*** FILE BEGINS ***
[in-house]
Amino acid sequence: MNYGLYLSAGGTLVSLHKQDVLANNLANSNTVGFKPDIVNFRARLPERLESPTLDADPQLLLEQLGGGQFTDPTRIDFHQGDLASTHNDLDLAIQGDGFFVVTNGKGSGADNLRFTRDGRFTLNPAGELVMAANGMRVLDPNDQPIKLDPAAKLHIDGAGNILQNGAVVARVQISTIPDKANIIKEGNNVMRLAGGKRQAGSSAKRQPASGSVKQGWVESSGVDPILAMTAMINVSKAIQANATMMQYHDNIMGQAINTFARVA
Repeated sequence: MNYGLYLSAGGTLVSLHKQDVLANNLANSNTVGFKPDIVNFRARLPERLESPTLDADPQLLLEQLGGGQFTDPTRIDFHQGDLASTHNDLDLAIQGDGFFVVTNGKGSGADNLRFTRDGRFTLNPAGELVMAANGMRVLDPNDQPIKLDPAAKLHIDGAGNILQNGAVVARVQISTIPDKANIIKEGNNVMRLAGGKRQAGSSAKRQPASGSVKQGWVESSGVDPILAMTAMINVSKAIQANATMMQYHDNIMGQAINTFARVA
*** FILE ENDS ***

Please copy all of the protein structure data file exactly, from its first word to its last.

[in-house]
Amino acid sequence: MNYGLYLSAGGTLVSLHKQDVLANNLANSNTVGFKPDIVNFRARLPERLESPTLDADPQLLLEQLGGGQFTDPTRIDFHQGDLASTHNDLDLAIQGDGFFVVTNGKGSGADNLRFTRDGRFTLNPAGELVMAANGMRVLDPNDQPIKLDPAAKLHIDGAGNILQNGAVVARVQISTIPDKANIIKEGNNVMRLAGGKRQAGSSAKRQPASGSVKQGWVESSGVDPILAMTAMINVSKAIQANATMMQYHDNIMGQAINTFARVA
Repeated sequence: MNYGLYLSAGGTLVSLHKQDVLANNLANSNTVGFKPDIVNFRARLPERLESPTLDADPQLLLEQLGGGQFTDPTRIDFHQGDLASTHNDLDLAIQGDGFFVVTNGKGSGADNLRFTRDGRFTLNPAGELVMAANGMRVLDPNDQPIKLDPAAKLHIDGAGNILQNGAVVARVQISTIPDKANIIKEGNNVMRLAGGKRQAGSSAKRQPASGSVKQGWVESSGVDPILAMTAMINVSKAIQANATMMQYHDNIMGQAINTFARVA